Particularly developmentally appropriate for adolescents
 Groups are cost effective
 Groups provide commonality (e.g. “I’m not the only one with this problem”)
 Group experiences help members become aware of how others view them
and what impact their behavior has on others
 Group dynamics can replicate family of origin dynamics and thus help
group members work out old family issues
 A group member makes public statements regarding change and thus is
more likely to follow through with stated behavior
 Members receive feedback/support/challenge that encourage or facilitate
 Groups offer diversity of perspectives
“What I got out of group therapy”
“What I got out of group therapy: I was treated with
respect, listened to, not judged. I was able to say in
"public" what my symptoms were and how I felt. I met
other people who had what I had which relieved the
feeling of isolation. I learned from the other members
of the group what worked for them and copied the
skills that worked for me. I got encouragement from
the others when I wanted to die. I got compliments
when I did well or said something they liked. I had a
chance to give and get feedback. I got to hear myself
think out loud as I vocally processed what I was
dealing with, thus getting it clearer in my own mind."
From (group therapy)
Disadvantages of groups
 Not everyone can be in a group (e.g., issues, interpersonal skills)
 Confidentiality more difficult to maintain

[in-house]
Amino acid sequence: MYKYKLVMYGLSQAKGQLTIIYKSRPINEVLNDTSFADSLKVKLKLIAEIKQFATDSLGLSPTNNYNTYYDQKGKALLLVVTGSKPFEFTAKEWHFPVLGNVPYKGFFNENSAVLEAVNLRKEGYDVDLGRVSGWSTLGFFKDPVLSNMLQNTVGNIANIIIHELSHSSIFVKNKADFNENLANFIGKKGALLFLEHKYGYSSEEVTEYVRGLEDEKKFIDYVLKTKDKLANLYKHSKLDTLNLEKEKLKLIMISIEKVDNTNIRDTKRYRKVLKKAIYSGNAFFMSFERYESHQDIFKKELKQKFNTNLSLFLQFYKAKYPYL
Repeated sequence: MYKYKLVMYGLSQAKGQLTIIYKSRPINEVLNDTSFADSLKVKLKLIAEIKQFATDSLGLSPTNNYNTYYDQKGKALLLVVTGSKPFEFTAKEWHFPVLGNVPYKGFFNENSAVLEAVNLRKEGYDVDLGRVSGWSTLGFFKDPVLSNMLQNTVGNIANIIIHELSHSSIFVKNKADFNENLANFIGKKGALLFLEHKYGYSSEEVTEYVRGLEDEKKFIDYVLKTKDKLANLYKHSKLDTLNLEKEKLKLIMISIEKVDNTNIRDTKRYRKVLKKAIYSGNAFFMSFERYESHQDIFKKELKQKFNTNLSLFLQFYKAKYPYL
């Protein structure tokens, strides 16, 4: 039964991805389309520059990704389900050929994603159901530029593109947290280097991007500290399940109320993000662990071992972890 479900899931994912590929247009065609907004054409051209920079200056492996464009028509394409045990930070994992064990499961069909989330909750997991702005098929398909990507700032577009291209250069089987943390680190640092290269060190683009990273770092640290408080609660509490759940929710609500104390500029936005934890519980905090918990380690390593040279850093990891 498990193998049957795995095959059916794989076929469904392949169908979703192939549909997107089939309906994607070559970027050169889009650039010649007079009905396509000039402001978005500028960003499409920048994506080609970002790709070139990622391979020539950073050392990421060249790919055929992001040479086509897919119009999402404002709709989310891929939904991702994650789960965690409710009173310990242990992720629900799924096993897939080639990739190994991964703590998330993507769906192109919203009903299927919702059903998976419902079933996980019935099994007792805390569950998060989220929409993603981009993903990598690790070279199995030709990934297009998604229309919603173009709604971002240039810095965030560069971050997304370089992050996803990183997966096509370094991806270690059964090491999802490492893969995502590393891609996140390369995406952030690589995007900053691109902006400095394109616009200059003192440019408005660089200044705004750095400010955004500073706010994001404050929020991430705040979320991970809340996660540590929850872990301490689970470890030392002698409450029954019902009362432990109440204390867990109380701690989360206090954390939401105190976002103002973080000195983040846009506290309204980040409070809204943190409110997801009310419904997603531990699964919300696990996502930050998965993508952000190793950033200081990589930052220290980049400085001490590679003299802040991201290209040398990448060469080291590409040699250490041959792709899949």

 Harder to build trust and safety
 Group leaders are not always properly trained
 Not enough time to deal with each person thoroughly
 Group leaders have less control than in individual therapy
 There are concerns with conformity and peer pressure
 Scapegoating may occur
 A disruptive person can cause more harm
 Casualties are more likely to occur
Who is involved in group therapy?
Inclusion/Exclusion Criteria
 Who benefits?
Depends on the group
Almost anyone can benefit from group
People who have the most difficult time in relationships
are those who might most benefit from group therapy
Usually form a group by creating exclusion criteria
 Possible reasons for exclusion
 Acute situational crisis
 Deeply depressed suicidal clients
 Members who are unable to attend regularly
 Clients with Antisocial Personality Disorder (unless
the group is specifically designed for them)
Group Composition
 Heterogeneous groups
 Homogenous groups
How do we conduct group therapy?
“He drew a circle that shut me out;
Heretic, Rebel, a thing to flout.
But Love and I had the Wit to Win.
We drew a circle that took him in”
– Edwin Markham
Group As a Container
 Ground rules
 Norms
 Group leader facilitation
 “Here and now” interventions
Concerns in Group Work
Participant Selection: Screening is needed with counseling and
psychotherapy groups. Some people are not well suited for group work.
Group Size: Varies from 3-4 members to several hundred depending upon
the group (e.g. psychotherapeutic or task group). Group counseling and
psychotherapy generally work best with 6-8 members.